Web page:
"This little obscure poem from the Scottish poet Charles MacKay seems an excellent way to usher in February."
We’re in the grips of winter now, and the trees dominate the landscape.
I thought I’d close today's show with a little poem about trees that I stumbled upon while doing tree research.
We’re learning more and more about trees thanks to folks like the great German forester and author Peter Wollhenben and his book The Hidden Life of Trees: What They Feel, How They Communicate―Discoveries from A Secret World.
This little obscure poem from the Scottish poet Charles MacKay seems an excellent way to usher in February.
I heard the language of the trees,
In the noons of the early summer,
As the leaves were moved like rippling seas
By the wind - a constant comer.
It came, and it went at its wanton will,
And evermore loved to dally
With branch and flower, from the cope of the hill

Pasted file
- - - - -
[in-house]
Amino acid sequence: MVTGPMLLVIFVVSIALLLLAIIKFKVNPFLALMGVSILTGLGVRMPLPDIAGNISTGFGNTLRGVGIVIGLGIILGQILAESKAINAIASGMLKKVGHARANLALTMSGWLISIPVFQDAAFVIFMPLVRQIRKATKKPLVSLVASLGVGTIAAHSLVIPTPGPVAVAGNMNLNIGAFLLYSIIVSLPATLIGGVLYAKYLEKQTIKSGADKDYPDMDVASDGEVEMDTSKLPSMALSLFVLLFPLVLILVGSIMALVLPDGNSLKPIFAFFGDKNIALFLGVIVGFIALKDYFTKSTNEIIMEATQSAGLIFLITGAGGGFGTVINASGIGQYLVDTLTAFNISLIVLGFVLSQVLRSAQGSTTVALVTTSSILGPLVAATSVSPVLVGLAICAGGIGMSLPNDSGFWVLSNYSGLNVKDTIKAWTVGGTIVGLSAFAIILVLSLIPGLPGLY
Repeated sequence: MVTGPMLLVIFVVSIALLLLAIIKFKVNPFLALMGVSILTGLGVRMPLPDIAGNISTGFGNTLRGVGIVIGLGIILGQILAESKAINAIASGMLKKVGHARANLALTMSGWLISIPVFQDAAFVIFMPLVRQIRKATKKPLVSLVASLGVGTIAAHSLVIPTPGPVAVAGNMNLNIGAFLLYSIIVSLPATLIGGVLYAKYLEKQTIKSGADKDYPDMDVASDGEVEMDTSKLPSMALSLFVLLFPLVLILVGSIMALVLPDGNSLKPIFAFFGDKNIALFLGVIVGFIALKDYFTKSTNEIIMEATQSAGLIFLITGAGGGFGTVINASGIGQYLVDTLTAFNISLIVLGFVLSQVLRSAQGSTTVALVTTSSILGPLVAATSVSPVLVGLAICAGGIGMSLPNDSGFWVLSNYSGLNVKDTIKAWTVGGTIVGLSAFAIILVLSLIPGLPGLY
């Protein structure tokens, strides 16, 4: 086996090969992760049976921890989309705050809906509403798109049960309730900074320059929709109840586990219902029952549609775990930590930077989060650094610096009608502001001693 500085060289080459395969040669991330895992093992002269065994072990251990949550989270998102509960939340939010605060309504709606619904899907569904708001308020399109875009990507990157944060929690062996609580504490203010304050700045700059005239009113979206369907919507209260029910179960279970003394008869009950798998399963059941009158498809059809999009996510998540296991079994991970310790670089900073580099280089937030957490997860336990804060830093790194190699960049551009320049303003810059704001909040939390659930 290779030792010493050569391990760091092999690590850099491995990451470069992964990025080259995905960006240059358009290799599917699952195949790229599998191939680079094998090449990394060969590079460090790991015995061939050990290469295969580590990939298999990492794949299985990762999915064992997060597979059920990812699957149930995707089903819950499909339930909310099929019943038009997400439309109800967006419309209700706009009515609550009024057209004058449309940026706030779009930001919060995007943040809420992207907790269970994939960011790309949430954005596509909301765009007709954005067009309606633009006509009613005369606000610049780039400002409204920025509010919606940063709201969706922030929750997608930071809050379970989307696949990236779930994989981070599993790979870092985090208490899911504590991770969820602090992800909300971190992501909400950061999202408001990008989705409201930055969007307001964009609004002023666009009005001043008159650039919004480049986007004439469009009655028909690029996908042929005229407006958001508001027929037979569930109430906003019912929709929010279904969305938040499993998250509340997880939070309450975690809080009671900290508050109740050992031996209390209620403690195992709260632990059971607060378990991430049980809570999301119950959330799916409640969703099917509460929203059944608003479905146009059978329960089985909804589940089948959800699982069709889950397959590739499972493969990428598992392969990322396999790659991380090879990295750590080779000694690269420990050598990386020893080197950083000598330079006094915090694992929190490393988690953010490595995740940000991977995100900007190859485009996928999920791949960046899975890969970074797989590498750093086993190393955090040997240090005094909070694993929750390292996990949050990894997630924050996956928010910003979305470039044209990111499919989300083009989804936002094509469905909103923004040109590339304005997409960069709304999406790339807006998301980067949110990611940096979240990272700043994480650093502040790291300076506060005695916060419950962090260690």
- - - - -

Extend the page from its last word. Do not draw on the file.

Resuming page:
To the warm depths of the valley.
The sunlight glowed; the waters flowed;
The birds, their music chanted,
And the words of the trees on my senses fell,
By a Spirit of Beauty haunted:
Said each to each, in mystic speech,
The skies our branches nourish;
The world is good — the world is fair,
Let us enjoy and flourish!
Again, I heard the steadfast trees;
The wintry winds were blowing;
There seemed a roar as of stormy seas,
And of ships to the depths down-going.
And ever a moan through the woods was blown,
As the branches snapped asunder,
And the long boughs swung like the frantic arms
Of a crowd in affright and wonder.
Heavily rattled the driving hail;
And storm and flood combining,
Laid bare the roots of mighty oaks
Under the shingle twining.
Said tree to tree, “These tempests free
Our sap and strength shall nourish;
Though the world be hard, though the world be cold,
We can endure and flourish.”
— Charles MacKay, Scottish poet, The Language of the Trees